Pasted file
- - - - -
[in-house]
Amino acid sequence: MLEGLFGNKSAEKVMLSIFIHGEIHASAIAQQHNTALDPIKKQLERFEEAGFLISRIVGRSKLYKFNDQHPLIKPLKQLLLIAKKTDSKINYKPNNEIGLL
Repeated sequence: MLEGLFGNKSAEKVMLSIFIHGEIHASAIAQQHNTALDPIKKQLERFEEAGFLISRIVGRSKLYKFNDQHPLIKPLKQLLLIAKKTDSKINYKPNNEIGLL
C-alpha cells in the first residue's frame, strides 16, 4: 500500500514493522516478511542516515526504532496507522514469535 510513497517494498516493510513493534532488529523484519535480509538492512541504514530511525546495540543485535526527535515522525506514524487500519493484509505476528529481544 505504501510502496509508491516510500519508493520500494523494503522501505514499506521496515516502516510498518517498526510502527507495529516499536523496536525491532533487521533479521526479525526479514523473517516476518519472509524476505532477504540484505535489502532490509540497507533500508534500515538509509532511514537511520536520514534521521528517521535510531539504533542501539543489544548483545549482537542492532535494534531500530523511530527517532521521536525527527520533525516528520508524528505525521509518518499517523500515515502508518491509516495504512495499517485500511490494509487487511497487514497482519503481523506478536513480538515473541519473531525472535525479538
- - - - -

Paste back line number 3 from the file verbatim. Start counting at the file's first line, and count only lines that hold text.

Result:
Repeated sequence: MLEGLFGNKSAEKVMLSIFIHGEIHASAIAQQHNTALDPIKKQLERFEEAGFLISRIVGRSKLYKFNDQHPLIKPLKQLLLIAKKTDSKINYKPNNEIGLL